Sulphur, a vital nutrient optimising productivity and crop quality on both arable and grassland farms, is fast becoming increasingly important and new forms of sulphur fertiliser are gaining popularity.

Professor Steve McGrath, head of sustainable agricultural sciences at Rothamsted Research, told delegates to a conference at Grantham, that sulphur was an ‘essential’ element for all plants and animals to make essential amino acids.

The event was organised by ICL UK Fertilisers, the company which is now operating the only mine in the world extracting polyhalite, which is marketed as Polysulphate, from beneath the North Sea, at Boulby, North Yorkshire.

Marketed for fertiliser use, this complex mineral supplies a readily spreadable product supplying sulphur along with a range of other important nutrients. In the past four years, several agronomy companies have been testing the product in a range of crops.

Overall, results show clear benefits from sulphur and often improvements in yield and quality from Polysulphate compared to traditional sources of the nutrient.

While at one time adequate supplies came from atmospheric deposition, today’s cleaner air means sulphur needs to be applied for yield and quality crops. In 1970, it was estimated that 8m tonnes of sulphate were deposited from industrial emissions.

Today, that is less than 500,000 tonnes, while fertiliser application on UK farms is only around 220,000 tonnes of sulphate. “Where sulphur is deficient, expensive nitrogen is wasted,” said Prof McGrath.

Cereals are most likely to respond to sulphur treatment on lighter and medium soils, whereas oilseed rape will respond to an application on all mineral soils. Deficiency can be detected by soil, leaf tissue and grain analysis.

Even in legumes, which fix nitrogen in root nodules, sulphur is essential for nodule formation.

The shortage of sulphur was highlighted by Jonathan Telfer, of Lancrop Laboratories, which provides soil and plant tissue testing and holds some 73m data points. Sulphur deficiency has increased from 60% in 1995, to 97% in 2017 across all soils.

For wheat and potatoes, the element can play an important part in quality. Dr Tanya Curtis, of Curtis Analytics, outlined how food processing and retailing industries are increasingly concerned about acrylamide, a neurotoxin that can form at high temperatures in baking, roasting and frying. An inadequate sulphur supply can lead to free asparagine (an amino acid) and sugars in crops which are precursors of acrylamide.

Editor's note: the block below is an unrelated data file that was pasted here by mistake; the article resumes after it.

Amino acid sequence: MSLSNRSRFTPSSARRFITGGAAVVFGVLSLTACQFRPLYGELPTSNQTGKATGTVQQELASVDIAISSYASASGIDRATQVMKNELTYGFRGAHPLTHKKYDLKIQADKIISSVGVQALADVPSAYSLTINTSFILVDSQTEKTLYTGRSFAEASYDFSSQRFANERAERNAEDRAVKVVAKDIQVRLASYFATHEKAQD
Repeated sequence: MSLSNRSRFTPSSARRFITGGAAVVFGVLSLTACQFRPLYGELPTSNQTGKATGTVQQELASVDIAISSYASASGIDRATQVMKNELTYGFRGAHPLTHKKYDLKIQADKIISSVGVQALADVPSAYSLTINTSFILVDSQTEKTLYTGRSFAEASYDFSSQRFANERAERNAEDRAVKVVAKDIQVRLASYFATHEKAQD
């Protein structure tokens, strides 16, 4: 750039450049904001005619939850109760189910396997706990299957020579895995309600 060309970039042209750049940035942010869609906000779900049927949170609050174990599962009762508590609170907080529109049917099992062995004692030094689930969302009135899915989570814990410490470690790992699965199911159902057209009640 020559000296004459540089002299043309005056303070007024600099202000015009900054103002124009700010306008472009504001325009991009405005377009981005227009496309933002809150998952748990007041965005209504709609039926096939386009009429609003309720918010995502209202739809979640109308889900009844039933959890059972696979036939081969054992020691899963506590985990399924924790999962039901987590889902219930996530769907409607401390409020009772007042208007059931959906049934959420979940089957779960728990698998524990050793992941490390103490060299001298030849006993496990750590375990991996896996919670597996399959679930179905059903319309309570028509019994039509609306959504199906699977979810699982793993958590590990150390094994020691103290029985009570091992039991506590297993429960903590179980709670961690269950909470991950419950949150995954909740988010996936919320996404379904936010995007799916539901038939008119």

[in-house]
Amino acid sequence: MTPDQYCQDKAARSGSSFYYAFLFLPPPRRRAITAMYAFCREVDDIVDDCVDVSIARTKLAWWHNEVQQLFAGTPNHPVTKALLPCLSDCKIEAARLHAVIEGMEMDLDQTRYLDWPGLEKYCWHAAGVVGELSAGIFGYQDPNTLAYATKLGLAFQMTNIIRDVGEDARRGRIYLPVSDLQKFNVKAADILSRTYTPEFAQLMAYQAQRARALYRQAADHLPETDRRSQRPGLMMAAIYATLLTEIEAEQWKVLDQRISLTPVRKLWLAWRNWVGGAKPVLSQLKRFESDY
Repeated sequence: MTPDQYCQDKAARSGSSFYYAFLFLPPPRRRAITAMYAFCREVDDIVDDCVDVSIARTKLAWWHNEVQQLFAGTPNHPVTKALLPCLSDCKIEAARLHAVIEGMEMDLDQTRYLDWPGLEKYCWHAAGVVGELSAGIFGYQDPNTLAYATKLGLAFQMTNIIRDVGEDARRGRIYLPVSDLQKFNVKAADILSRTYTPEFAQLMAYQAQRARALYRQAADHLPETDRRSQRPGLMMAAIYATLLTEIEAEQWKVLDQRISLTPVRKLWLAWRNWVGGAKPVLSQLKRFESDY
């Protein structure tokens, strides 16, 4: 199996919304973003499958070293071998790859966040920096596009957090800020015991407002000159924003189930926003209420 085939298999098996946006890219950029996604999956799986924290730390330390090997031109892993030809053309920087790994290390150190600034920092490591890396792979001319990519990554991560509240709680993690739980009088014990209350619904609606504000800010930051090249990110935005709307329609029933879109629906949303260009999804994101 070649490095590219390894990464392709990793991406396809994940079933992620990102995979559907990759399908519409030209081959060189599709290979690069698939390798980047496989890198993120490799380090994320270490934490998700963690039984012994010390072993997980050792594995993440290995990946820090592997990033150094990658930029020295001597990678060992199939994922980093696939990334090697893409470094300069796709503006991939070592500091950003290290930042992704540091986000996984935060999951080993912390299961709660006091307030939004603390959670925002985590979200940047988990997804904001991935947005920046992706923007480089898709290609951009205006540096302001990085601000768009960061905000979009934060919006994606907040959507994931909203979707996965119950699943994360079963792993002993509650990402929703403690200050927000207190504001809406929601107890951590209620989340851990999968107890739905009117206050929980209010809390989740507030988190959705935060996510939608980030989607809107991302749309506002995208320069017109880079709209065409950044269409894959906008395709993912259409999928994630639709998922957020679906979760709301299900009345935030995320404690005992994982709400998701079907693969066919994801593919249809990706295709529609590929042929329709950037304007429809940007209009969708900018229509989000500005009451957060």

“In wheat trials, sulphur deprivation causes a massive accumulation of free asparagine in the bread,” she said. “When baked, this can lead to levels of acrylamide that are unacceptable in bread.”

Peter Scott, technical director of Origin Fertiliser, told delegates of his firm’s trials on maize, grassland and lucerne – a programme that included independent trials with Galway University. Grassland trials showed significant improvements in dry matter and protein in grass from treatment with Polysulphate.

Yield improvement in one Irish trial was worth an extra £100, allowing for cost of treatment. Similar improvements were seen in forage maize.

Mr Scott questioned why so little sulphur, in any form, was applied to grassland when it had the potential to boost volume and quality of comparatively low cost feed.

Compared to ammonium sulphate, Polysulphate releases sulphur more slowly and speakers believed this was the reason for improved performances, a view confirmed by Scott Garnett, ICL’s UK agronomist.

Mr Garnett told of the wide range of crops being tested by ICL and work on application timing. There is increasing evidence that autumn application is giving benefits due to enabling the crop to make more efficient use of residual soil nitrogen.

“In the field we are seeing stronger root development and significant increases in biomass early in the season. This is an effect we will continue to research in the coming season,” he added.